LOS ANGELES — What do Madonna, Javier Bardem and Rihanna have in common?
Aside from talent and many millions of dollars, they’ve all waded into the maelstrom of public debate over the Gaza conflict — and then had to extricate themselves when the going got tough.
For almost as long as the conflict has been raging, a parallel rhetorical fracas has been taking place among and between celebrities expressing their opinions on the Gaza conflagration. They’ve done so in one-line utterances on Twitter and Instagram, as well as in extensive comments on TV interviews, in advocacy videos and even in opinion pieces.
The result has been the mess one might expect given the collision of social media, foreign policy non-experts and tabloid-style thinking with the Israeli-Palestinian conflict.
On July 18, pop star Selena Gomez urged her Instagram followers to “Pray for Gaza,” then followed up a few hours later to add that she was “not picking any sides.” That was more than enough for Joan Rivers, who capped off a pro-Israel tirade by sarcastically mocking Gomez as “that college grad,” then added, “Let’s see if she can spell Palestinian.”
It all might seem a bit silly except that celebrities have the eyes and ears of ordinary people as few others do, and in the Israeli-Palestinian conflict, the battle over public sentiment matters almost as much — some might say more — than the real battle on the ground in the Middle East.
“It definitely has an effect because there are many people who are out there that are not involved in Middle East politics, don’t know anything about it, and they form their opinions on the basis of what their favorite celebrity says,” said Rabbi Marvin Hier, dean and founder of the Simon Wiesenthal Center. “Is that fair? No, it’s not fair, but that’s the reality of the world we live in.”
Thus when, for example, married celebrity Spanish actors Javier Bardem and Penelope Cruz (along with filmmaker Pedro Almodovar) signed onto a letter accusing the Israeli army of “genocide” in Gaza, Hier thought it was important to push back. He urged Jon Voight to publish a letter that the veteran actor had written in response, and the 75-year-old Academy Award winner agreed.
Voight’s reply , which appeared in the Hollywood Reporter, ripped Cruz and Bardem as “obviously ignorant of the whole story of Israel’s birth” and accused them of inciting anti-Semitism.
Whether it was Voight’s letter or the numerous other critiques of the couple, the pushback worked. Cruz released a statement noting that she was “not an expert on the situation” and that she only wished to promote peace. Bardem similarly announced, “My signature was solely meant as a plea for peace.”
In fact a number of the celebrities who have spoken out on the Gaza conflict have followed a pattern similar to that of Cruz and Bardem — a gesture in sympathy with the Palestinians (sometimes paired with harsh criticism of Israel) followed by criticism that leads to backtracking (possibly with the caveat that no bigotry was intended), finally capped off with a vague call for peace.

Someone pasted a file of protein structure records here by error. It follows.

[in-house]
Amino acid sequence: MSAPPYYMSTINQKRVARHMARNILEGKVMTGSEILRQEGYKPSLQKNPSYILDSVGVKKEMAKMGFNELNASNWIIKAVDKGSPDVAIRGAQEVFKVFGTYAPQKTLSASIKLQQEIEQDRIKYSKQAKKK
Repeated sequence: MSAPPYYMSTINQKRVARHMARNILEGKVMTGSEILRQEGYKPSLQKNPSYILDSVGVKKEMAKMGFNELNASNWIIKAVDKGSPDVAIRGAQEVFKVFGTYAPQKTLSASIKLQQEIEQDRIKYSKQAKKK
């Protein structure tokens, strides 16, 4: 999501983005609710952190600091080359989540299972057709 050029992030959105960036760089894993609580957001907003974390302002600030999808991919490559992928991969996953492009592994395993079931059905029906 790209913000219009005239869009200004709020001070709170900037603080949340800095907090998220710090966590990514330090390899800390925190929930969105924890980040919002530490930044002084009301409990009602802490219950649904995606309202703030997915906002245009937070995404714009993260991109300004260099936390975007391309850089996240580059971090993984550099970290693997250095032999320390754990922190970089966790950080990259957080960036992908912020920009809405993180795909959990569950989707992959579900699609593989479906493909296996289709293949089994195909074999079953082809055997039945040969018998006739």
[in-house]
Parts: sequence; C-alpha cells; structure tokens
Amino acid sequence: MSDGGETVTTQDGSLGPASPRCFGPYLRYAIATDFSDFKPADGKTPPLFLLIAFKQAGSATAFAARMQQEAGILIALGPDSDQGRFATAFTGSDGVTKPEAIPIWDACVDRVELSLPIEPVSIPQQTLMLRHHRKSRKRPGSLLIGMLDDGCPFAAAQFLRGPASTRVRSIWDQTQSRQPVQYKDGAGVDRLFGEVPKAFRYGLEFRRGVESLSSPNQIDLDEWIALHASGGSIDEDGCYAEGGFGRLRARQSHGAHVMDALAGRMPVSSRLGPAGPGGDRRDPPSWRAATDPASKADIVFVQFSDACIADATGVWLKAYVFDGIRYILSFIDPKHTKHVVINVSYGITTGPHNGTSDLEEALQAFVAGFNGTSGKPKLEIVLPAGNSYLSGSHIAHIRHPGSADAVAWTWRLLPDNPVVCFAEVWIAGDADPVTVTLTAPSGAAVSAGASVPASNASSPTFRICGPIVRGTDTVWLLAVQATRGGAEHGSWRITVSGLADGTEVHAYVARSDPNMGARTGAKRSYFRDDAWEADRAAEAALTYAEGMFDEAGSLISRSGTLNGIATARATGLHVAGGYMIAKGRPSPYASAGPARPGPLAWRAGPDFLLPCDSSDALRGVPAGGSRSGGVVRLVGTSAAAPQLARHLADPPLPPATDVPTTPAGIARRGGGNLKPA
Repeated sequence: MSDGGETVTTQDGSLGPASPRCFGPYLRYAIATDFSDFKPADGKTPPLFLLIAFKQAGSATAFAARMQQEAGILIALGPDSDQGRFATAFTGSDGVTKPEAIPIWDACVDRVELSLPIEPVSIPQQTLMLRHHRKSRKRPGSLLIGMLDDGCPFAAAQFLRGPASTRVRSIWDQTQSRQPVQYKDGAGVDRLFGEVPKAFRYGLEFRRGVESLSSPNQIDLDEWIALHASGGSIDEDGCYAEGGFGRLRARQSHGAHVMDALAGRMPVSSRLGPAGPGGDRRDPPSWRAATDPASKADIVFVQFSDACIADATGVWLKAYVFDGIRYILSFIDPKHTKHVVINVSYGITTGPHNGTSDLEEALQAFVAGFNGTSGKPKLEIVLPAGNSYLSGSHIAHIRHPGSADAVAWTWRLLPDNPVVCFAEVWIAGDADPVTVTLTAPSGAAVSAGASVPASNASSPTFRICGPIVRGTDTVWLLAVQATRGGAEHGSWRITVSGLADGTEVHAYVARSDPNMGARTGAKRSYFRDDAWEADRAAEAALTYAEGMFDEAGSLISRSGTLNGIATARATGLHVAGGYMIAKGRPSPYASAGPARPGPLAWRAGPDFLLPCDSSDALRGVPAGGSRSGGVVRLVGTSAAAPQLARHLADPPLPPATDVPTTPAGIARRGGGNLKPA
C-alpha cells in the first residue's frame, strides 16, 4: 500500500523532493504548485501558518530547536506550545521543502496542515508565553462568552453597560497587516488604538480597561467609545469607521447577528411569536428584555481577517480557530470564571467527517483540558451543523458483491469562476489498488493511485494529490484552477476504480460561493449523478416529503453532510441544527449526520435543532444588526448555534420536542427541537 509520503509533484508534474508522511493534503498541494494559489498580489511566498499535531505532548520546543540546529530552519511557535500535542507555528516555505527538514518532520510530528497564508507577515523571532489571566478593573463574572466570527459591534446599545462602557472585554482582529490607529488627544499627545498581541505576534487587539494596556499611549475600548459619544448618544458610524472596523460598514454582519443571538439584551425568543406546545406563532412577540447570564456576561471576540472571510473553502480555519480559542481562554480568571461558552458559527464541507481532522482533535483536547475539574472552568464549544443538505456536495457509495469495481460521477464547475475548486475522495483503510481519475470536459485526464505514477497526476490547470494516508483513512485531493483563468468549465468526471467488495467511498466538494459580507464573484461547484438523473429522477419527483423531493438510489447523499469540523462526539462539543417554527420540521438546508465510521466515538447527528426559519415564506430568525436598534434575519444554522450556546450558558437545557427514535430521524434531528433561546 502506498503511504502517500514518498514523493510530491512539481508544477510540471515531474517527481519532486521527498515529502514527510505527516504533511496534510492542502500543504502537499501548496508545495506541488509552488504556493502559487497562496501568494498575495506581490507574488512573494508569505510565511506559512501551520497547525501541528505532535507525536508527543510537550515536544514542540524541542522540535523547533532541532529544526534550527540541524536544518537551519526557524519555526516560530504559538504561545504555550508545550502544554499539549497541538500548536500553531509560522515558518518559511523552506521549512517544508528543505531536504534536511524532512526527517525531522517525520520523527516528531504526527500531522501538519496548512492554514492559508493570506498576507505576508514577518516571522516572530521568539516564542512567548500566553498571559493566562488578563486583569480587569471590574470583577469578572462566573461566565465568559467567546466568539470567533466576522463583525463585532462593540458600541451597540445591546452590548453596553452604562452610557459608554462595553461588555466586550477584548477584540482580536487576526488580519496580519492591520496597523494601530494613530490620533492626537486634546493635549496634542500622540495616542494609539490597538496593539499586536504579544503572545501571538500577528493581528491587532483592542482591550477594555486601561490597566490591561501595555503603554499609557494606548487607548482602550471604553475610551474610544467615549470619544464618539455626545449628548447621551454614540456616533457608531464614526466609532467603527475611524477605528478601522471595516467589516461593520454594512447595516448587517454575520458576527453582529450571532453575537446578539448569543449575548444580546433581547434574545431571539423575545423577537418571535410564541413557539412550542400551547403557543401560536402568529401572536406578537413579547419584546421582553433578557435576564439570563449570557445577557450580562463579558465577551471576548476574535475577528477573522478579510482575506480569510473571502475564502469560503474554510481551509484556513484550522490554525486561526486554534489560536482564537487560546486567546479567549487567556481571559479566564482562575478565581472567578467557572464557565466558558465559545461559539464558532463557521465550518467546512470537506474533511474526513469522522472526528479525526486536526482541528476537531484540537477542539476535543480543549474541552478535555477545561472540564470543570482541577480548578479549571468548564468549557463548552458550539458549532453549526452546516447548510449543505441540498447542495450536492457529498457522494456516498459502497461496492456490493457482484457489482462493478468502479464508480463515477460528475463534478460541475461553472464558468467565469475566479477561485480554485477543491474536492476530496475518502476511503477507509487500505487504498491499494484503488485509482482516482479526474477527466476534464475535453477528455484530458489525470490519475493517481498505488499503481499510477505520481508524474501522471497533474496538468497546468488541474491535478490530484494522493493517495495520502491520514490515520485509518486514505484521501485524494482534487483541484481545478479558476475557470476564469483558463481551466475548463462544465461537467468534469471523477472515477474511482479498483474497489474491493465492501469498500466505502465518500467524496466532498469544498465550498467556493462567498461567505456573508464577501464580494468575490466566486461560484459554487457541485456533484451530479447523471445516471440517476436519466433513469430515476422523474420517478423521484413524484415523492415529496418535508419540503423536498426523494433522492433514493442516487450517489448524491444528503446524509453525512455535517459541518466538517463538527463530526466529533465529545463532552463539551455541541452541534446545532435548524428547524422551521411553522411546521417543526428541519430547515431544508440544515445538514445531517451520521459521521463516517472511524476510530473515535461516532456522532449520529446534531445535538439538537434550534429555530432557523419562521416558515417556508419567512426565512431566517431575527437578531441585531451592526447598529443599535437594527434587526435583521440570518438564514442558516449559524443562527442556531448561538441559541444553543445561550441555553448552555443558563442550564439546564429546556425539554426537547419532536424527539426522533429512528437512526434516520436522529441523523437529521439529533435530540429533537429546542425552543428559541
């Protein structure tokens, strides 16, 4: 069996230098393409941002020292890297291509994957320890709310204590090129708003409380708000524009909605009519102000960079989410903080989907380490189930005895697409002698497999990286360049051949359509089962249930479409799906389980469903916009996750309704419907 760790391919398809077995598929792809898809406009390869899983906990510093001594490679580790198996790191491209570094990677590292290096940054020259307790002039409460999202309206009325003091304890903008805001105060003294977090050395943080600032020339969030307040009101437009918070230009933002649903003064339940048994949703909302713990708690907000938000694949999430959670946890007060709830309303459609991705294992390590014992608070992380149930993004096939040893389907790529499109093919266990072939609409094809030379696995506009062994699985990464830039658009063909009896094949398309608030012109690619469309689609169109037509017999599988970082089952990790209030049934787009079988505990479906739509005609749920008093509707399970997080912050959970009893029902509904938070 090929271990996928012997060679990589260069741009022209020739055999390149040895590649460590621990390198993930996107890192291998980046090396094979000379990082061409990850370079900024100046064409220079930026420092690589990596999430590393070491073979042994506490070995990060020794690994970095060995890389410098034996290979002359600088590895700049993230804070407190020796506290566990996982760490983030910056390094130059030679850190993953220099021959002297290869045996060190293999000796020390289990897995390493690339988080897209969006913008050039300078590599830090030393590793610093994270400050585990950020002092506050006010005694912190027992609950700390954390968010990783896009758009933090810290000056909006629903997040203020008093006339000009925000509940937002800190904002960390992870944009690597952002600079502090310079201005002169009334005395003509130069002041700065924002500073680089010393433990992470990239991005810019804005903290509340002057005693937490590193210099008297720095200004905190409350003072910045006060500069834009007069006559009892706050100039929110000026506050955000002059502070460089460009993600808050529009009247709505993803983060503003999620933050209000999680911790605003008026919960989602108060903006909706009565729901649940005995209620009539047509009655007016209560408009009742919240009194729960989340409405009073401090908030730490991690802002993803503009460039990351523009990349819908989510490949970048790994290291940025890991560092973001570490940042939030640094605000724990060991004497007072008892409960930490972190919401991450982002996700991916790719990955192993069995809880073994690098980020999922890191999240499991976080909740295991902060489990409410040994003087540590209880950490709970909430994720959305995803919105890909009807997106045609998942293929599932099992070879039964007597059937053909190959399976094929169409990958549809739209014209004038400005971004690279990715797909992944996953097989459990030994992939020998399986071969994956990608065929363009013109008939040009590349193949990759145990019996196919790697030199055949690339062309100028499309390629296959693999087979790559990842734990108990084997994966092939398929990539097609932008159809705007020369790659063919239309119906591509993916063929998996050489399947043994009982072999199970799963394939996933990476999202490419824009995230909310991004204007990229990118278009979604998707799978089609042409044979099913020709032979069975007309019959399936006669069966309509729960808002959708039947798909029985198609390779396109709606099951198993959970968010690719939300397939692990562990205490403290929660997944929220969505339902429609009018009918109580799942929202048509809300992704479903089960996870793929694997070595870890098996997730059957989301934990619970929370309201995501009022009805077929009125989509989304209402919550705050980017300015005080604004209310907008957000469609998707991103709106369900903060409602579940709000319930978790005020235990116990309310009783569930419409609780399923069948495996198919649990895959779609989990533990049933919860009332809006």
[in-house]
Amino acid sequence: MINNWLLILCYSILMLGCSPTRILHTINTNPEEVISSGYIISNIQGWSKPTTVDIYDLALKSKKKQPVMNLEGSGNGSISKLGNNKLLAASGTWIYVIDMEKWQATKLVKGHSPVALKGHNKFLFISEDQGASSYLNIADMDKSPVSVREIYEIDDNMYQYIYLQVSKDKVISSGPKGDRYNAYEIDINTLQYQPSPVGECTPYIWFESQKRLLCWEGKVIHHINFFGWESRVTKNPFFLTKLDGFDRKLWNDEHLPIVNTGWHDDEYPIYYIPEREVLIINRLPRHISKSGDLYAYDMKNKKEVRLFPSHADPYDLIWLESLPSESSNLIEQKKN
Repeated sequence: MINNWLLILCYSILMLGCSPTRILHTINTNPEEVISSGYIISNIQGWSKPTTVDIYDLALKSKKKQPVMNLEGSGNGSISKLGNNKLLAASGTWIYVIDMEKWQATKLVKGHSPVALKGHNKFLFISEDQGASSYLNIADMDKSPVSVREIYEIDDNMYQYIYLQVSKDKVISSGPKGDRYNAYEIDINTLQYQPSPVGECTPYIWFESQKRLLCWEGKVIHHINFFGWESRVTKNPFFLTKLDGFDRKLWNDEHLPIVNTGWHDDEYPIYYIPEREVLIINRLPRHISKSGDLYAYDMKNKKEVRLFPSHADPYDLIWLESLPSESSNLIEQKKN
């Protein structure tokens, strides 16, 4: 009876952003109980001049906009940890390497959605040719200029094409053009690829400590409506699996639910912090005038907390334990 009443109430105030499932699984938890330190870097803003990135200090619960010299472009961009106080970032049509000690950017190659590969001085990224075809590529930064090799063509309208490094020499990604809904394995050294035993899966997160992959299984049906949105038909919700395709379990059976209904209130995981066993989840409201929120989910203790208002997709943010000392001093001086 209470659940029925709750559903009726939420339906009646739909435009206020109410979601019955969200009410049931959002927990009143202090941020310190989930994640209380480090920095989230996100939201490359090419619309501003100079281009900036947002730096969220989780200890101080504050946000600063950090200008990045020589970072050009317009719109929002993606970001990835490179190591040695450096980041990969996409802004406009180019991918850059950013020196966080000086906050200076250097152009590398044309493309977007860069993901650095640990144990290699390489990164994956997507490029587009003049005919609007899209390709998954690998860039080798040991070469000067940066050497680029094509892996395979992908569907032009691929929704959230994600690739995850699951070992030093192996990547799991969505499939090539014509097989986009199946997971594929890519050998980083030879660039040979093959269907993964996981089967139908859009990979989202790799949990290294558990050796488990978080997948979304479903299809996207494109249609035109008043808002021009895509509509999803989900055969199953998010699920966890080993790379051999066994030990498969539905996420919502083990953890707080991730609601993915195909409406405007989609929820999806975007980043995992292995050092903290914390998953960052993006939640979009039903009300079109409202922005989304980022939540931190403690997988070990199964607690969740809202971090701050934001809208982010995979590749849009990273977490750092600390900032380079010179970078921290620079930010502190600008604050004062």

It was the path taken by Rihanna, who tweeted #Free Palestine, only to delete the tweet eight minutes later and subsequently post a picture of a Jewish and Arab boy walking arm in arm with the message, “Let’s pray for peace and a swift end to the Israeli-Palestinian conflict!”
Madonna followed a similar path, though more elaborate, posting a picture of flowers with the caption, “These flowers are like the innocent children of GAZA! Who has the right to destroy them? No One!!!” She then quickly turned defensive, tweeting, “I do not support Hamas!” adding “I support Peace!” Then, in a twist, she posted a picture of herself with a pair of bare-topped, muscled back-up dancers — one wearing a Jewish star on his muscled abs, the other a Muslim crescent — proving again that Madonna can turn just about any discussion back to sex.
Of course, some celebrities have been more resolute in their opinions.
Jewish Voice for Peace posted a video of celebrities holding the names of Gazans who had been killed. The video included Eve Ensler, Mandy Patinkin, Roger Waters, Chuck D and Brian Eno. Eno also posted an editorial on David Byrne’s website that was highly critical of Israel.
On the other end of the ideological spectrum, Jackie Mason and Howard Stern cut loose with diatribes aimed at critics of Israel.
“If you’re anti-Israel then you’re anti-America,” Stern announced on his radio show.
A few celebrities have chosen to weigh in more carefully.
Woody Allen, no stranger to controversy, steered clear this time, saying, “This situation remains tragic and terrible, and the leaders in Israel and the leaders in the Arab world have not been able to come to an agreement.” He tipped his hand a little, though, when he added that “the Arabs were not very nice” at Israel’s founding, and “it led to problems.”
The effect of all the back-and-forth is difficult to judge. Omri Ceren, a senior adviser at The Israel Project, a pro-Israel advocacy group, noted that U.S. public opinion had stayed steady in favor of Israel, or in some demographics grown even more supportive, since the start of the conflict.
Do Stern and Voight wield more clout than Eno and Chuck D?
Ceren suggested instead, “It’s much more likely that Americans aren’t going to celebrities for their foreign policy analysis.”